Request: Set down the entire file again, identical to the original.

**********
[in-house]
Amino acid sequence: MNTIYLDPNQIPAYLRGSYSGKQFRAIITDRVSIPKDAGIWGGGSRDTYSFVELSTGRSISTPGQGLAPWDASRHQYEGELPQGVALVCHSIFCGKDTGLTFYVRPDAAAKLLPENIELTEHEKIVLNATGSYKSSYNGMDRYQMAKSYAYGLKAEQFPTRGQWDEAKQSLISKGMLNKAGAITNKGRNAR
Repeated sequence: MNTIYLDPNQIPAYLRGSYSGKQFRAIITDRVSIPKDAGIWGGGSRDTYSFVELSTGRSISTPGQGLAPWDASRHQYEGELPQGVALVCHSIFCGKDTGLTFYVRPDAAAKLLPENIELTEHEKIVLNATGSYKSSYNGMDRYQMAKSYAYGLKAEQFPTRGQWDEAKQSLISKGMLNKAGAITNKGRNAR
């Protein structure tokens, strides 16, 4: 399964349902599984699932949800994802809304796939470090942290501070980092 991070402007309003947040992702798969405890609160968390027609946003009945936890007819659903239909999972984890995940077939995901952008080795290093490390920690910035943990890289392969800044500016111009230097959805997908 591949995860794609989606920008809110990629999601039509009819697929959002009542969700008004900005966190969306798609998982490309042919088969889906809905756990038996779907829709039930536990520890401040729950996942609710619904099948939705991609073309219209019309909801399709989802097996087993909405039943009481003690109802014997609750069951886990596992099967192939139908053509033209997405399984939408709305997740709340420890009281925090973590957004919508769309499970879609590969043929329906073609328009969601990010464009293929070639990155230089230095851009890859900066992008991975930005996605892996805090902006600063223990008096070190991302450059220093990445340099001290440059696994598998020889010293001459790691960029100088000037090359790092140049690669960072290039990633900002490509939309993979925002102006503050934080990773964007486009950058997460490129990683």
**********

[in-house]
Amino acid sequence: MNTIYLDPNQIPAYLRGSYSGKQFRAIITDRVSIPKDAGIWGGGSRDTYSFVELSTGRSISTPGQGLAPWDASRHQYEGELPQGVALVCHSIFCGKDTGLTFYVRPDAAAKLLPENIELTEHEKIVLNATGSYKSSYNGMDRYQMAKSYAYGLKAEQFPTRGQWDEAKQSLISKGMLNKAGAITNKGRNAR
Repeated sequence: MNTIYLDPNQIPAYLRGSYSGKQFRAIITDRVSIPKDAGIWGGGSRDTYSFVELSTGRSISTPGQGLAPWDASRHQYEGELPQGVALVCHSIFCGKDTGLTFYVRPDAAAKLLPENIELTEHEKIVLNATGSYKSSYNGMDRYQMAKSYAYGLKAEQFPTRGQWDEAKQSLISKGMLNKAGAITNKGRNAR
């Protein structure tokens, strides 16, 4: 399964349902599984699932949800994802809304796939470090942290501070980092 991070402007309003947040992702798969405890609160968390027609946003009945936890007819659903239909999972984890995940077939995901952008080795290093490390920690910035943990890289392969800044500016111009230097959805997908 591949995860794609989606920008809110990629999601039509009819697929959002009542969700008004900005966190969306798609998982490309042919088969889906809905756990038996779907829709039930536990520890401040729950996942609710619904099948939705991609073309219209019309909801399709989802097996087993909405039943009481003690109802014997609750069951886990596992099967192939139908053509033209997405399984939408709305997740709340420890009281925090973590957004919508769309499970879609590969043929329906073609328009969601990010464009293929070639990155230089230095851009890859900066992008991975930005996605892996805090902006600063223990008096070190991302450059220093990445340099001290440059696994598998020889010293001459790691960029100088000037090359790092140049690669960072290039990633900002490509939309993979925002102006503050934080990773964007486009950058997460490129990683």